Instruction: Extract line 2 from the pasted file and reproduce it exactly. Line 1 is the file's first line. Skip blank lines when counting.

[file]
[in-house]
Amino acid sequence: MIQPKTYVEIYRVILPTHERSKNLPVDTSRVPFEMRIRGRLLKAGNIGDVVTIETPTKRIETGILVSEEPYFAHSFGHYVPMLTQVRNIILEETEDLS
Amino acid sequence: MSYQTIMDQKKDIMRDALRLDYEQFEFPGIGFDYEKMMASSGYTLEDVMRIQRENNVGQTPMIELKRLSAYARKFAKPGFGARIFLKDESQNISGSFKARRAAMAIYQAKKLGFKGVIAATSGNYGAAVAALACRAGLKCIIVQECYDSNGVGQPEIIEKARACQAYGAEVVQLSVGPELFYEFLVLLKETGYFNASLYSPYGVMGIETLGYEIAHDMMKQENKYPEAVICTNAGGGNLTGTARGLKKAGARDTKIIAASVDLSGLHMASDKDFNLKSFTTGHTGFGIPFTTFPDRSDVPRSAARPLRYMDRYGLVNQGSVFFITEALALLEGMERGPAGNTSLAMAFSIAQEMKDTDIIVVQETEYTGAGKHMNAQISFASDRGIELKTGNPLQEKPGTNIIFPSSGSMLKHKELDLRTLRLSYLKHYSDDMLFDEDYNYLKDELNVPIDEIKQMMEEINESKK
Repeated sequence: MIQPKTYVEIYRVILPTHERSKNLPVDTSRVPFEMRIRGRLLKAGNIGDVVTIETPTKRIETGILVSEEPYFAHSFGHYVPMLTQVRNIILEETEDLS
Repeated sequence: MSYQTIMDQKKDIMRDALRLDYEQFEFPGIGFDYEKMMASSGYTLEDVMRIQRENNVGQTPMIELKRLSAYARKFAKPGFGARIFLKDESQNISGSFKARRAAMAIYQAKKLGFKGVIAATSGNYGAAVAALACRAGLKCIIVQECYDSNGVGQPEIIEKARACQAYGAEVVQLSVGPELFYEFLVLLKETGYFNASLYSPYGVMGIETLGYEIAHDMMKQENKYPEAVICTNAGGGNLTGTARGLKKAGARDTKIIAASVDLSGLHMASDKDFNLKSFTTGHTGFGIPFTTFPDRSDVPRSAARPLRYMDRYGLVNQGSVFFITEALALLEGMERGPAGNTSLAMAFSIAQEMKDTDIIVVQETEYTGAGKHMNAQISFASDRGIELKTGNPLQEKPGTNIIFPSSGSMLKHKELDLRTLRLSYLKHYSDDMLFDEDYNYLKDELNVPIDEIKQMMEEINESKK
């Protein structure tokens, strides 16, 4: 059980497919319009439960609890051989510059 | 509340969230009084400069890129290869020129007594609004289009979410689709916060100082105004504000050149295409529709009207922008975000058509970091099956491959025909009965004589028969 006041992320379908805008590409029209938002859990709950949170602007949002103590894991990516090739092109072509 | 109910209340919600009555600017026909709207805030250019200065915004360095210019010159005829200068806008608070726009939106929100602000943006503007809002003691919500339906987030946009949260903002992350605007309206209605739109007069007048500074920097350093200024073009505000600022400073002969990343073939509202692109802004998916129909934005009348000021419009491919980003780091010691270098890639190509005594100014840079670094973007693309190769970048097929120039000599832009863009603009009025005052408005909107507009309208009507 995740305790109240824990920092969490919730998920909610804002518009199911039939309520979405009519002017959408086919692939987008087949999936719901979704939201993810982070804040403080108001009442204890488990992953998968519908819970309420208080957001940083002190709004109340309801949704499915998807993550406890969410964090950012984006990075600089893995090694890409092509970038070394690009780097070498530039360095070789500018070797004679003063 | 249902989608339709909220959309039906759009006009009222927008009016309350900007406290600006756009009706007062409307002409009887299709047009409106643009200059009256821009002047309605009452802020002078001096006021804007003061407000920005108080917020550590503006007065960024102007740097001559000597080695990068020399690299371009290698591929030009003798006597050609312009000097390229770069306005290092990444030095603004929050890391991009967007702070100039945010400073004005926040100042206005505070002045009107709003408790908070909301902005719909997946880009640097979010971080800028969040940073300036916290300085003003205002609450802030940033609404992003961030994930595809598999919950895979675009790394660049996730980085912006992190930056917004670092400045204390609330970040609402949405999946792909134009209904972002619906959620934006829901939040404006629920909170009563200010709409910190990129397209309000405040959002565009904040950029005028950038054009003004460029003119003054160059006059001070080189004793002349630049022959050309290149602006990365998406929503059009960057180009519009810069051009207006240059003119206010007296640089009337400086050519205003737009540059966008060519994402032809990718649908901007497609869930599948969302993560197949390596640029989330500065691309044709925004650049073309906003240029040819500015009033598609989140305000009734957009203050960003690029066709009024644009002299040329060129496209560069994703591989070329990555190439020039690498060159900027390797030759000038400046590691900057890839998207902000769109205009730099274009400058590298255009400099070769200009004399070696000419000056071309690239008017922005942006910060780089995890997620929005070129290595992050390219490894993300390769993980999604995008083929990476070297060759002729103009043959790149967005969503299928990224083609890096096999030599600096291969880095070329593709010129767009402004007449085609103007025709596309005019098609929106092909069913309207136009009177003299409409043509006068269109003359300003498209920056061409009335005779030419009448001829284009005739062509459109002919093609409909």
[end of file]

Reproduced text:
Amino acid sequence: MIQPKTYVEIYRVILPTHERSKNLPVDTSRVPFEMRIRGRLLKAGNIGDVVTIETPTKRIETGILVSEEPYFAHSFGHYVPMLTQVRNIILEETEDLS